On Bartimaeus' Encounter With Christ
"Faith Is a Path of Illumination"
VATICAN CITY, OCT. 30, 2006 (Zenit) - Here is a translation of the address Benedict XVI delivered today from the window of his study, to the crowds gathered in St. Peter's Square to recite the midday Angelus.
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Dear Brothers and Sisters:
We read in this Sunday's Gospel (Mark 10:46-52) that, while the Lord passes through the streets of Jericho, a blind man named Bartimaeus addresses him, crying out loudly: "Jesus, Son of David, have mercy on me!" This entreaty moves Christ's heart, who pauses, has him called and cures him.
The decisive moment was the personal, direct encounter between the Lord and that man who was suffering. They are before one another: God with his will to cure and the man with his desire to be cured. Two liberties, two converging wills: "What do you want me to do for you?" the Lord asks him. "Let me receive my sight," replies the blind man. "Go your way; you faith has made you well."
With these words, the miracle is realized. God's joy, man's joy. And Bartimaeus, who had recovered his sight -- recounts the Gospel -- "followed him on the way": That is, he becomes his disciple and goes up with the Master to Jerusalem to take part with him in the great mystery of salvation. In the essential of its passages, this account evokes the itinerary of the catechumen toward the sacrament of baptism, which in the early Church was also called "lllumination."
Faith is a path of illumination; it starts from the humility of acknowledging one's need of salvation and arrives at the personal encounter with Christ, who calls [one] to follow him on the way of love. On this model the itineraries of Christian initiation have been established in the Church, which prepare for the sacraments of baptism, confirmation and the Eucharist.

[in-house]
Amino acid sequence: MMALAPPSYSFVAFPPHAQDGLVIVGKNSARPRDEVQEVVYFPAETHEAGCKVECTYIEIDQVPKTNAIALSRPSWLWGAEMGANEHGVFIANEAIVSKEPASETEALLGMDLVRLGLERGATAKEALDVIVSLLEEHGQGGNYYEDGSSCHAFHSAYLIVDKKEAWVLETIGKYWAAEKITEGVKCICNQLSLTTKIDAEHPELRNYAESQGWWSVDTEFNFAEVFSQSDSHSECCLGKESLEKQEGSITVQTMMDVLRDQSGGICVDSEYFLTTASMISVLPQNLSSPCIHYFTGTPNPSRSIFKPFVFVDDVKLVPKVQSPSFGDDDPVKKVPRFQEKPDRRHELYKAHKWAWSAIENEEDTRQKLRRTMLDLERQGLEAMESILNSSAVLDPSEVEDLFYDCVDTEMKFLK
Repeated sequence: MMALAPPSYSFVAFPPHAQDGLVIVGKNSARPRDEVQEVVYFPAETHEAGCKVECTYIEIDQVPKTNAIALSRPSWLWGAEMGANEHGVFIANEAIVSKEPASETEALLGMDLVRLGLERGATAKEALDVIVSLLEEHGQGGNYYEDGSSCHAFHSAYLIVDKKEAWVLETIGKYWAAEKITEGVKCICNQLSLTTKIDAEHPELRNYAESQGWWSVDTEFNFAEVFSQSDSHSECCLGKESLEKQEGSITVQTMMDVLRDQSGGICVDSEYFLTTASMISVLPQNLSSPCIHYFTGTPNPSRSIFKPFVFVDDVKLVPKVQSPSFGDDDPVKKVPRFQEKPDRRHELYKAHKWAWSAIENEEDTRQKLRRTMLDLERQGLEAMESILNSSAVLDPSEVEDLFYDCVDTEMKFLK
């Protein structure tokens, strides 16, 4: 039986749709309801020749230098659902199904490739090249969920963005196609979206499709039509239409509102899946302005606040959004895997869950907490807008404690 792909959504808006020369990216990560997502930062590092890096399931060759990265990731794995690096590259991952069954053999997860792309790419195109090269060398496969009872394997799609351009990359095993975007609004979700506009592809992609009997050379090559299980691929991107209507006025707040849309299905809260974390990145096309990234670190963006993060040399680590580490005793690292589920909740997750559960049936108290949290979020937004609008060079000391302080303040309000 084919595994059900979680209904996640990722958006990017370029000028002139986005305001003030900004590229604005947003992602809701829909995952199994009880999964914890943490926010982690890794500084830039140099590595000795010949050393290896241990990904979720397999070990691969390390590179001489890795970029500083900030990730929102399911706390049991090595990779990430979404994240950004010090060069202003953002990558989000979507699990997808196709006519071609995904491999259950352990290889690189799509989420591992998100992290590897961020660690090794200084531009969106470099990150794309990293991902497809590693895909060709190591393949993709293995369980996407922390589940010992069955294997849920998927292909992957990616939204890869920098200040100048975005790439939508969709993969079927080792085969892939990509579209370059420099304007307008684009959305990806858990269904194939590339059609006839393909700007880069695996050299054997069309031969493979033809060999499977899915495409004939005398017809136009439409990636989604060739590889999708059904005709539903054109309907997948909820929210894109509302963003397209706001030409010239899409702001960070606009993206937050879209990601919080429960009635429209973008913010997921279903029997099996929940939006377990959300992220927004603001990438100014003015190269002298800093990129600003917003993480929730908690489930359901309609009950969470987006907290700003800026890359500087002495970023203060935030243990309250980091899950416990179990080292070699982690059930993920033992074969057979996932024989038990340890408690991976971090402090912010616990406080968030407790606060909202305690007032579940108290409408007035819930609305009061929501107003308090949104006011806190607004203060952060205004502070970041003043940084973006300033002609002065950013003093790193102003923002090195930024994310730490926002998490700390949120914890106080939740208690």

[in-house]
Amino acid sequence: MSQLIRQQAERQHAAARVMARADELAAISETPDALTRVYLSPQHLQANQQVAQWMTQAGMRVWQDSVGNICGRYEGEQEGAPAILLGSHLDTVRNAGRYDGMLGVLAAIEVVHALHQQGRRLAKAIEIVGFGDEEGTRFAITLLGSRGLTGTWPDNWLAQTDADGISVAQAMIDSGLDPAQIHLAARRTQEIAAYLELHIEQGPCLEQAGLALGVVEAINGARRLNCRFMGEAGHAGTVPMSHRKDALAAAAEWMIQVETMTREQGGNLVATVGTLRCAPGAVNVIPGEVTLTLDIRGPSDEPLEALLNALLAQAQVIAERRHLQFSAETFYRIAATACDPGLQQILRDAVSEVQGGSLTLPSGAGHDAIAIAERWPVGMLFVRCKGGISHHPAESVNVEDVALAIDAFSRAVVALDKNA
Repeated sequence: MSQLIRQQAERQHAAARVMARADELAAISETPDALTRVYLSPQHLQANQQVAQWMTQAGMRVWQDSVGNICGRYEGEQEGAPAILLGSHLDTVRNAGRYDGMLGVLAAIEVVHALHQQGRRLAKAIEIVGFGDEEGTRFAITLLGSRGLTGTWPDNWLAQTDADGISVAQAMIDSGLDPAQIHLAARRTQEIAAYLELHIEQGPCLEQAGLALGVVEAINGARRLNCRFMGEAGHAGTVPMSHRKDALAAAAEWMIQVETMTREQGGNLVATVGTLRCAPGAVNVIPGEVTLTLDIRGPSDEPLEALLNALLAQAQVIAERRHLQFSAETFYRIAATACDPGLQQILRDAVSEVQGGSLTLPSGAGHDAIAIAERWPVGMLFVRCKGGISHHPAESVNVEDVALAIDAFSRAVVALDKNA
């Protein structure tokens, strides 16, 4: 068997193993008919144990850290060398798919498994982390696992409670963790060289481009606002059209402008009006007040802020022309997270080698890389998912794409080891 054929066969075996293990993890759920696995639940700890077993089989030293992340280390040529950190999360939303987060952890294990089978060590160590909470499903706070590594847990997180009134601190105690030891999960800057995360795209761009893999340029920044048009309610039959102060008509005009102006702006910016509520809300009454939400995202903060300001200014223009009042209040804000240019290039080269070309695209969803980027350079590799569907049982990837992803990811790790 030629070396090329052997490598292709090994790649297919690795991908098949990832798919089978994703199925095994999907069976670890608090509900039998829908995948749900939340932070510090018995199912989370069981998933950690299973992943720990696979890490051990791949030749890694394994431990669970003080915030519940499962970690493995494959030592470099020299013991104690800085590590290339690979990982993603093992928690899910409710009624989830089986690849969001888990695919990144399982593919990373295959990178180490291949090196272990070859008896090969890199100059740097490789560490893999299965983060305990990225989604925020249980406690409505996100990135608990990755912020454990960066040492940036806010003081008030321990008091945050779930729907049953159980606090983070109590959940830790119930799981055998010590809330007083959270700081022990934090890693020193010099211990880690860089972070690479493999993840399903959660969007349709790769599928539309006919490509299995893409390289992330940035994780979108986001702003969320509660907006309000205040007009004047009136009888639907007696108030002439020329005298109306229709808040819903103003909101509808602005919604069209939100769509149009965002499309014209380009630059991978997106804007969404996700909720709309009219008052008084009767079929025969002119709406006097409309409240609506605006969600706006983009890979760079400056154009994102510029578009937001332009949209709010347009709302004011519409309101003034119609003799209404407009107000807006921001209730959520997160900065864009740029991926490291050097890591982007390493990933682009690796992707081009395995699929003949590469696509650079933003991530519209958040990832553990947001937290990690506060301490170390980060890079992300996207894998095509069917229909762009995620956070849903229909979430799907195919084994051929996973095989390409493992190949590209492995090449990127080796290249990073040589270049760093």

In places of past evangelization -- where the baptism of children is widespread -- catechetical and spiritual experiences are proposed to young people and adults which enable them to undertake a path of rediscovery of the faith in a mature and conscious way, in order to assume later a coherent commitment to witness. How important is the work that pastors and catechists carry out in this field!
The rediscovery of the value of one's baptism is the basis of the missionary commitment of every Christian, because we see in the Gospel that he who lets himself be fascinated by Christ cannot do without witnessing the joy of following in his footsteps. In this month of October, especially dedicated to the mission, we understand even more that, in virtue of baptism, we have an inherent missionary vocation.
We invoke the intercession of the Virgin Mary so that missionaries of the Gospel will multiply. Intimately united to the Lord, may every baptized person hear that he is called to proclaim the love of God to all, with the testimony of his own life.
[At the end of the Angelus the Pope greeted pilgrims in several languages. In English, he said:]
I am happy to greet all the English-speaking pilgrims and visitors present for this Sunday "Angelus." In today's Gospel Jesus gives sight to Bartimaeus, the blind beggar, whose eyes opened and whose heart was filled with joy, after he asked our Lord for assistance. As we strive to follow closely the teachings of Jesus, may our faith guide our steps and give joy to our hearts! I wish you all a pleasant stay in Rome, and a blessed Sunday!
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